By Bill Oakey – March 9, 2021
The unbelievable $16 billion in utility overcharges that followed the February storm will have to be paid back by ERCOT, and the Public Utility Commission will not be able to stop it. Lt. Gov. Dan Patrick called for the action on Monday, citing ERCOT’s own regulations requiring the paybacks to be made within 30 days (Nodal Protocol Section 6.3 (6) (a).
“Unscrambling the egg” to make it happen will no doubt require armies of lawyers and rooms full of accountants. In addition to the large block of overcharges that happened after the storm was over, Patrick cited other billing errors that came from stratospheric pricing well beyond the State’s already high approved cap. The cap was set at $9,000 per megawatt-hour. But IMM, the outside firm that monitor’s ERCOT’s operations identified sporadic charges as high as $24,000 per megawatt hour. Those errors must now also be corrected.
In the meantime, heads are rolling at all level’s at the State’s utility authorities. On Monday, a second member of the three-member Public Utility Commission resigned. Shelly Botkin’s departure was effective immediately, leaving just Chairman Arthur D’Andrea in place. Then, early Tuesday morning, the Texas Observer reported that ERCOT is refusing to turn over records related to their preparedness and their response to the winter storm. They are seeking an opinion from the State Attorney General to avoid disclosing the information. ERCOT insists that it is not subject to the State’s open records laws because it is not a State agency. The result could be a long legal dispute that ends up at the Texas Supreme Court.
Stories of astronomical electric bills from ERCOT’s demand-based pricing system and the billing errors abound. On Monday, the City of Denton filed suit against ERCOT over an electric bill for $207 million. This compares to their entire annual budget of around $230 million. On a hopeful note, there is word emerging of a huge Tesla “secret battery” that is being constructed at a site close to the ERCOT grid. If all goes well, this could become part of a much needed solution to our power generation woes.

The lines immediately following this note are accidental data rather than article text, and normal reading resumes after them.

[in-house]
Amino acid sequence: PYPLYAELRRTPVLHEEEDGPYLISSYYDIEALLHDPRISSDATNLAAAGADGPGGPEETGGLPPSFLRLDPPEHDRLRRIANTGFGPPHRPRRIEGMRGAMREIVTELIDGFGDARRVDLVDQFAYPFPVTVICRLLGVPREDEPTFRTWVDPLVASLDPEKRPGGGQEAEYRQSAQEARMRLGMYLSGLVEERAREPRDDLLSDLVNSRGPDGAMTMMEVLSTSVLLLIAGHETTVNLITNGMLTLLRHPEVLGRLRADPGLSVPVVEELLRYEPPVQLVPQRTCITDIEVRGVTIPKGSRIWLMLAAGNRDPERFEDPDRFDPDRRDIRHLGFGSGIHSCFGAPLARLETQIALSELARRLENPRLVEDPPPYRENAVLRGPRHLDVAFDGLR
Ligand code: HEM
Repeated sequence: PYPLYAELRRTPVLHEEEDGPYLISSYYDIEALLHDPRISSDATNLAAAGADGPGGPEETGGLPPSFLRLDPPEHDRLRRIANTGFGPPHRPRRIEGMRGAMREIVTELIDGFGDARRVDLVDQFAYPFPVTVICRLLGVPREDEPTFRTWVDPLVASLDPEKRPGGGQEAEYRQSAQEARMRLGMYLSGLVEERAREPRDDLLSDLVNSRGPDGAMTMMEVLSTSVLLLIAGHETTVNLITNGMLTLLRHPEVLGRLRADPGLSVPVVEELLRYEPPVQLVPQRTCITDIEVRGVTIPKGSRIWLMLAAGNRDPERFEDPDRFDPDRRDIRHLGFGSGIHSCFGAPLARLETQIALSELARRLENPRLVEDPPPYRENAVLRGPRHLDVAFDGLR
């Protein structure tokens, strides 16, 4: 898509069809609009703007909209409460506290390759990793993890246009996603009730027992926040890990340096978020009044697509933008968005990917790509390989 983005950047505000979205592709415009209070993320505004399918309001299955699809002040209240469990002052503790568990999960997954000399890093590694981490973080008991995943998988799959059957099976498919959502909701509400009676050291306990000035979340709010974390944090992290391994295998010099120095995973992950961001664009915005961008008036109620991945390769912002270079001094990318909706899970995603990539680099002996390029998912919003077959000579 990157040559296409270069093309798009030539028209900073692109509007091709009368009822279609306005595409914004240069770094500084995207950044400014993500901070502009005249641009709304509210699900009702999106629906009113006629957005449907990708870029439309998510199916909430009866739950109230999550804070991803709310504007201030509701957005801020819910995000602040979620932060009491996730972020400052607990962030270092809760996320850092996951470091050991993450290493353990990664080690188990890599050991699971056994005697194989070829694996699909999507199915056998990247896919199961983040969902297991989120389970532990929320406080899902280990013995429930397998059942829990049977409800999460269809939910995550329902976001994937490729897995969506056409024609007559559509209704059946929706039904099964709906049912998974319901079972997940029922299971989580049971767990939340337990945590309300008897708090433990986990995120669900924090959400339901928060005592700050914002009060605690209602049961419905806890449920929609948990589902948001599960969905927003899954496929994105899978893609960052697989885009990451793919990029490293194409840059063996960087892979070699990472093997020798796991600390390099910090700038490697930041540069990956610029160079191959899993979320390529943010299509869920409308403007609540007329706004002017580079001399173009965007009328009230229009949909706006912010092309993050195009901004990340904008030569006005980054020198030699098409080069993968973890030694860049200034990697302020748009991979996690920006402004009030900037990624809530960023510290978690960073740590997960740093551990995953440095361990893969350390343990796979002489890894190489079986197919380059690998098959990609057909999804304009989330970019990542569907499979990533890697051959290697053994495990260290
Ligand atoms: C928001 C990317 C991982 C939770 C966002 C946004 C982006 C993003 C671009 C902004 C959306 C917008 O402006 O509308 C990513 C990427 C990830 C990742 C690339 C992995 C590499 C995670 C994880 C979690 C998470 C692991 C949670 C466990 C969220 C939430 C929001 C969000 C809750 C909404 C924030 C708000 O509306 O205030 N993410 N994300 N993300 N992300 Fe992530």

The Legislature is currently rolling out a bucketful of bills to deal with some of the immediate problems. I will not be surprised if they have to appoint a two-year interim committee to hammer out long term reforms to fix the entire tangled up mess. The question remains as to what might happen if we get another severe winter storm before enough current power generating facilities are sufficiently weatherized and enough new ones can be brought online. In my view, the best way to protect citizens from serious danger and costly water-related repairs would be to focus on strategies to implement effective rolling blackouts.
Good News From Austin Energy!
While many Texas utilities faced devastating losses during the storm, Austin Energy estimates that it earned $54 million. That’s because our City-owned utility has done an excellent job weathering its generating facilities. The actual amount of revenue that Austin energy receives, however, could be anywhere between minus $16 million and plus $104 million. It all depends on how well ERCOT “unscrambles the egg” to reprice the State’s power purchase transactions. In any case, our utility’s ratepayers should not be saying “yikes” to massive spikes in forthcoming bills.
But…wait! You might be wondering why we had to freeze in the dark if Austin Energy weatherized most of its power plants, and they were working during the storm. That’s because our electricity goes into the ETCOT grid, where it is sold statewide through a convoluted demand-based bidding process. A process that we now know can lead to other-worldly prices, and become riddled with pricing errors.
Where Is Austin Energy’s Reward for Weatherizing Power Plants?
Under the current system, why doesn’t Austin Energy get some kind of financial reward for better management of its facilities? This is definitely an issue that our City Council and our Legislative delegation needs to look into. The reward for well-managed utilities could come in the form of discounts applied to power purchased from the grid. Or, the State could hold some revenue in reserve from power that is sold. Then, they could do an annual review and issue payments to well-managed utilities, based on a certain set of criteria.
Perhaps there is some provision buried deep within the troves of ERCOT and PUC regulations that we just don’t know about. If not, let’s hear it for a new bill at the State Capitol to give utilities like Austin Energy and their ratepayers proper compensation-for now, and into the future.